A good example here is SeniorNet, an IT learning company that specifically provided computer and Internet education for adults age 50 and over, a section of the population with little or no literacy skills, and one that had been conventionally excluded from most channels of digital education. The initial project, which began with five learning centers for 20 seniors, soon expanded to more than 60 learning centers in the US and other countries, staffed by more than 3,000 volunteer instructors and mentors.
Serving as agents of change
By entering into industries unexplored by traditional corporations due to negligible profits or social acceptance, social entrepreneurship has spearheaded several change projects by drawing attention, deploying resources, and helping influence policy or legislative change. For example, TranSanta, a community-led venture, provides a platform for transgender youth to share their stories as well as their wish lists of items that are then fulfilled by interested community members either anonymously or directly. The entrepreneurial gain is a happy fallout.
Another example is Cracked It, a smartphone repair service in London that is staffed by at-risk and formerly incarcerated youth. The company teaches life skills in addition to providing employment and income opportunities to community members that are generally rejected or ignored by greater society. The result? The youth benefits, business grows, and all stakeholders flourish.
Aiding recovery from the impact of unforeseen events
The devastating economic and health impacts of the pandemic have exposed the flaws within several successful societies and economies, forcing organizations to explore new measures to safeguard the income levels and health of underprivileged populations.
The absence of a widely available clinical diagnostic method during COVID prompted THINKMD, US-based healthcare technology and data analytics company, to devise a simple-to-use diagnostic platform. The diagnostic tool helped healthcare workers in COVID-19 risk assessment, enabling immediate and conclusive diagnosis for fever-based diseases. The diagnostic tool was deployed in clinics and communities across eight countries in Africa.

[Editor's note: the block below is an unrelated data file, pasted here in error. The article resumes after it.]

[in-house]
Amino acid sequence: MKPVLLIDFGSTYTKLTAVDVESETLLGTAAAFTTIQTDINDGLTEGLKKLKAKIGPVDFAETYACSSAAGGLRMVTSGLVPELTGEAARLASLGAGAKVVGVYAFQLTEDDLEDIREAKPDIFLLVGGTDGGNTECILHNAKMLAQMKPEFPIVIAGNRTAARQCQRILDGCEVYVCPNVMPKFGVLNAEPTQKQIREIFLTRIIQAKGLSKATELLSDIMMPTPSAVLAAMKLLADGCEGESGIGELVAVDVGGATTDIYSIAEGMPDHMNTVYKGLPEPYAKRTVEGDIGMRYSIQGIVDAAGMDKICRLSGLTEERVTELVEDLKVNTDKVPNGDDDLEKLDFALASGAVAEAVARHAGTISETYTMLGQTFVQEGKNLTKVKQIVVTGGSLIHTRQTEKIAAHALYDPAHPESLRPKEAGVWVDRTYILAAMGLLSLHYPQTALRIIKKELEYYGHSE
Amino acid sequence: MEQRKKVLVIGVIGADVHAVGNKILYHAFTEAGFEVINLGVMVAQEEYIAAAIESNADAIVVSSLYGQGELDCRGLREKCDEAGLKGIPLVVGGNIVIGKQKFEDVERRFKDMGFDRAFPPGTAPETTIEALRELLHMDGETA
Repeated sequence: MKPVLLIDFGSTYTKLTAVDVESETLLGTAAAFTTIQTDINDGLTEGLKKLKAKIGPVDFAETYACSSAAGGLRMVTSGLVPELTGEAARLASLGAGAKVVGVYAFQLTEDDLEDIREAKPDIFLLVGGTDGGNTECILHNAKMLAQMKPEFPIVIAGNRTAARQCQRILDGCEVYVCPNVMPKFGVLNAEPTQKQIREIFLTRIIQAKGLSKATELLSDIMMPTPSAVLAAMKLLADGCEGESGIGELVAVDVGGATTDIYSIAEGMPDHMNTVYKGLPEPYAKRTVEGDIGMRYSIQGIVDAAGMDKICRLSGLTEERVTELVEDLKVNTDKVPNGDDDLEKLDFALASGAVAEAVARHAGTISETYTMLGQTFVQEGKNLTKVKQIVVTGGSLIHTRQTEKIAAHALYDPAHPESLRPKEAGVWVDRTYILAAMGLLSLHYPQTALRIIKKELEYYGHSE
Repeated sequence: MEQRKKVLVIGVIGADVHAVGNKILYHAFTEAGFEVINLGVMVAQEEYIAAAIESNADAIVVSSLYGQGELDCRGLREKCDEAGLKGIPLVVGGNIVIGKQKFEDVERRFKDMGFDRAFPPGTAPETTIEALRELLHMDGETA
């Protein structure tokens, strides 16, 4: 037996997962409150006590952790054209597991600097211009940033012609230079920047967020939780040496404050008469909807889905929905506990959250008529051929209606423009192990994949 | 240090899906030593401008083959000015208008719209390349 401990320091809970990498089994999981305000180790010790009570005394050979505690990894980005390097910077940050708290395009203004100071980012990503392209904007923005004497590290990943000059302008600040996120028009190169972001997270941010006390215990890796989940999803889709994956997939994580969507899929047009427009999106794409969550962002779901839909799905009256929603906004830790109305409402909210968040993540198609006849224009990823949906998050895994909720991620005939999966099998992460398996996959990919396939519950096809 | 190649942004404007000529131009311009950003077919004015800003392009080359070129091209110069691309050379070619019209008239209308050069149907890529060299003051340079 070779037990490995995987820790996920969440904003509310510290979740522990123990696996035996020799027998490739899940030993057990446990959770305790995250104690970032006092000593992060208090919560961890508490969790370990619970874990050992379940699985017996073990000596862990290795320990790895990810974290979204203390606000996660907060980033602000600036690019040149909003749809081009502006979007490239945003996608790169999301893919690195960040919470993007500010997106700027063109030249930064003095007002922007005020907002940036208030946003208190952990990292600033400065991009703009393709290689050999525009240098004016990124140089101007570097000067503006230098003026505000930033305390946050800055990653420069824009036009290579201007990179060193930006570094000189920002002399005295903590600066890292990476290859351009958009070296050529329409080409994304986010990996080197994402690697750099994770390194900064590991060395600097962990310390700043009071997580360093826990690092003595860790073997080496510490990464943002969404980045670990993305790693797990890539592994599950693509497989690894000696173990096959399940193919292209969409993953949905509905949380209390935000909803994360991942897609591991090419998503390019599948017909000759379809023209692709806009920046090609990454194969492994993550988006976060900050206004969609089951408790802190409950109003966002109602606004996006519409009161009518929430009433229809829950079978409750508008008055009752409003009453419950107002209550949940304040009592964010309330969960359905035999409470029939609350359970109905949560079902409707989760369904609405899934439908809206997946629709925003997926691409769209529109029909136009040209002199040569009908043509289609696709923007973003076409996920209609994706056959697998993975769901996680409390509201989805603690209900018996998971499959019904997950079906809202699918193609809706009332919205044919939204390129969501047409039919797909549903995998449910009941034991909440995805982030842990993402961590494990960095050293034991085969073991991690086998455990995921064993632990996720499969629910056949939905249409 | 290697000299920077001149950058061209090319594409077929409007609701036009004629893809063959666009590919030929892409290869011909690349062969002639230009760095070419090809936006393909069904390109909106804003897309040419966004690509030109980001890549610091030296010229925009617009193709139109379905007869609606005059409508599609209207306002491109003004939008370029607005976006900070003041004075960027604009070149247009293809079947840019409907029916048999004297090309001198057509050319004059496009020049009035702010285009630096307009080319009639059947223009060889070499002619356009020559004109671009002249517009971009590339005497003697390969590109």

In the education and training sector, Empower Pragati worked to overcome the disruption in the physical, classroom-based skills training caused by COVID. The India-based social enterprise that offers skill-based training to underprivileged youth quickly revamped their training infrastructure and the competencies of their faculty to deliver training in an online platform so it could maintain learning continuity for the students. It also helped increase the employability of more than 2 million young people from underprivileged communities by assisting them in résumé preparation, mentoring, and ensuring equal access to decent job opportunities.
Today, discerning business leaders are increasingly embracing social entrepreneurship. By doing so, they are playing a critical role in serving disadvantaged populations and re-interpreting the conventional metrics of success into a more inclusive and value-led model. Social entrepreneurship is no longer an option for growing businesses, it is a moral obligation and corporate mandate.
Bobby Achettu is the founder and CEO of Accelerated Growth (AG) and has led the firm to 4 consecutive appearances on the Inc. 5000 list. Prior to founding AG, Bobby held several leadership roles, including at a Chicago-based private equity firm and within the strategy consulting practice of PwC. Bobby currently leads two nonprofit boards as co-chair of the Employer Advisory Board within Northwestern University’s Weinberg College of Arts & Sciences and as president of the Chicago chapter of the Entrepreneurs’ Organization. In addition, Bobby is an adjunct professor at both Northwestern and Loyola universities where he teaches on the evolution of modern business and social entrepreneurship.